SQL Licensing, Simply Explained for Physical and Virtual Server

If you are using Microsoft Operating systems or Microsoft applications in a virtual environment, you need to know precisely how Microsoft Licensing models work with different virtualization technologies like Hyper-V, VMware or Parallel. In this article, we would like to let you understand how the Microsoft SQL Server Licensing model works in physical and Virtual Environments.

We have earlier mentioned few troubleshooting tips about Exchange 2013 mail receiving issue and slow network inside virtual machines in Hyper-V 2012 R2. If you are a system administrator who manages Exchange and Hyper-V virtualization setup, it is worth to have look at them.

SQL Licensing Simplified

Per Core Licensing

With the launch of Microsoft SQL Server 2012, a new Licensing concept was introduced. This new licensing model is based on computing power. Instead of physical processor-based licensing, it was decided that core-based is licensing is more reliable and versatile metric to calculate the computing power irrespective of the fact that whether the application is installed on physical premises or in virtual IT environment or in a cloud.

With new per core Licensing methodology, the number of licenses required will depend on whether you want to License a physical server or/and virtual operating system instances. In this new Licensing model, any number of users or devices can connect to Licensed server/Virtual OSE, unlike the traditional Server/ CAL Licensing model.

sql licensing model

According to Per Core Licensing model, there are two ways to do licensing in a virtual environment.

Virtual cores on Virtual OSE

For any virtual OSE using server software, there is a minimum need of four licenses. If the virtual cores are more than four, then the licensing is calculated according to the number of cores used in virtual OSE. Apart from this condition if the virtual OSE is mapped to any number of hardware threads, you will need an additional license accordingly. This virtual scenario in the following table will give you a clearer picture.

SQL editionNo. of Virtual CoresRequired no. of Licenses
VM1SQL Server 2012 standard24
VM2SQL Server 2012 standard44
VM3SQL Server 2012 standard88

Physical Cores per server

This Licensing model is based on the number of physical cores present on a server. This number is then multiplied by an SQL-core factor to calculate the number of licenses required.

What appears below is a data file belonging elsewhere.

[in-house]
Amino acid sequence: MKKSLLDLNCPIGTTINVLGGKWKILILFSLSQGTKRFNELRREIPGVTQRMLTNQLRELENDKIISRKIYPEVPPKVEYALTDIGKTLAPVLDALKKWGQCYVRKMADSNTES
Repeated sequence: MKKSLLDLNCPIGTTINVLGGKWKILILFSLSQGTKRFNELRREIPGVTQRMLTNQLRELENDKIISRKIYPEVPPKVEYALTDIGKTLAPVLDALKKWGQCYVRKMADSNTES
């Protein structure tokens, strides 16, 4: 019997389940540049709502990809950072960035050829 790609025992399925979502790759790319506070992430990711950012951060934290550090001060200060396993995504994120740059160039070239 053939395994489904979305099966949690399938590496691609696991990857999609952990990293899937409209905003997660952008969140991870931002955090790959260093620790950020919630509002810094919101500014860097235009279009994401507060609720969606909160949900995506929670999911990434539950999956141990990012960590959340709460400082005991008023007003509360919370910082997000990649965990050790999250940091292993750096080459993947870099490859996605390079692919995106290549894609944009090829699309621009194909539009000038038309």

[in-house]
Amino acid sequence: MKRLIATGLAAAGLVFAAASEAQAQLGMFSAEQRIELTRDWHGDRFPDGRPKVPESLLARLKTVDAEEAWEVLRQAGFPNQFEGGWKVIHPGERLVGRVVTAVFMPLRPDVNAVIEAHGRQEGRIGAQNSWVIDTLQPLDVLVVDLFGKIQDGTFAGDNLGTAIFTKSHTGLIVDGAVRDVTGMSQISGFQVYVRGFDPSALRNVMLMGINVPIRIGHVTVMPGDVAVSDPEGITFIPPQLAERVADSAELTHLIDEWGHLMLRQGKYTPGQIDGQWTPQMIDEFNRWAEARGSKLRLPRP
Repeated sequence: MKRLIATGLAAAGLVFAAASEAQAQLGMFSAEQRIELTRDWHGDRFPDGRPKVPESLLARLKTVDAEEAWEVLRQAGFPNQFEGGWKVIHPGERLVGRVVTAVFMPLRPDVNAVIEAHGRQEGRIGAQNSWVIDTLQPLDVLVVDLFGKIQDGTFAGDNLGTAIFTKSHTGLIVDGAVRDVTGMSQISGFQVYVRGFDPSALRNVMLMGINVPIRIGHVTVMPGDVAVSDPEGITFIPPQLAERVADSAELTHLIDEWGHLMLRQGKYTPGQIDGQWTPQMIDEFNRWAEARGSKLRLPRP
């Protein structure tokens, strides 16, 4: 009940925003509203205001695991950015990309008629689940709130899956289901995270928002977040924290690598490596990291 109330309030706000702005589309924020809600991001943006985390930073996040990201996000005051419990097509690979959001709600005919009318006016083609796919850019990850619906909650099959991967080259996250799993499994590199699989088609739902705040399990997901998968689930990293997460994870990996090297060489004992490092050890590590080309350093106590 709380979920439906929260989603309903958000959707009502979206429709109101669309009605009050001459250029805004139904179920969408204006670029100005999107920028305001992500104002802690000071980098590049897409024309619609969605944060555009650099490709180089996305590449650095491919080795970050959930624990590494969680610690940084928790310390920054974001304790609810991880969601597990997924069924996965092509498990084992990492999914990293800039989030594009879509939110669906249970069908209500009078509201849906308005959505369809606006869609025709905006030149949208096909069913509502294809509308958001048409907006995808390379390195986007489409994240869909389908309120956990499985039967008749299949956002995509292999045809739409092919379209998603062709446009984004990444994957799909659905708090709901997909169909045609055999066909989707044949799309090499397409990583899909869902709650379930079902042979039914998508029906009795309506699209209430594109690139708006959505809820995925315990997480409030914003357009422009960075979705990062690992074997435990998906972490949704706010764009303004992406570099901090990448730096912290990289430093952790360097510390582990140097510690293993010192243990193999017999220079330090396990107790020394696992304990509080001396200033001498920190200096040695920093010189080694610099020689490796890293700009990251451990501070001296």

SQL Core Factor Table

Processor TypeCore Factor
AMD above 6 cores with series 31**,32**, 33**,41**,42**, 43**, 61**,62**, 63**0.75
Single Core4
Dual Core2
Any other processor, not mentioned in the table1

Licensing SQL 2014 Server Products

As compared to its predecessor, SQL Server 2014, offers more options and virtualization rights. With SQL server 2014 server standard edition, the only option of licensing available is licensing individual virtual OSEs according to the number of virtual cores.

SQL Server 2014 standard edition and Business edition can be licensed using the Server plus Cal model. In this model, you have to purchase only a single License for VM irrespective of the number of Virtual cores present in VM. The same is depicted in the following table

SQL editionNo. of Virtual CoresRequired no. of Licenses
VM1SQL Server 2012 Business Intelligence21
VM2SQL Server 2012 Business Intelligence41

With SQL Server 2014 enterprise edition, maximum virtualization can be achieved by Licensing all the available physical cores of a server. By doing so, you can run the same number of software instances as the number of physical cores present in Server.

The rights to use can be further expanded if there is coverage of Software Assurance of enterprise edition core licenses. This way you can use an unlimited number of software instances in any number of physical or virtual OSEs. Maximum virtualization licensing is suitable for private clouds where VMs are quite large in number and there is frequent provisioning or de-provisioning of VMs.

Resources/References:

Microsoft Volume Licensing Guide file

Latest SQL 2016 Licensing Model Guide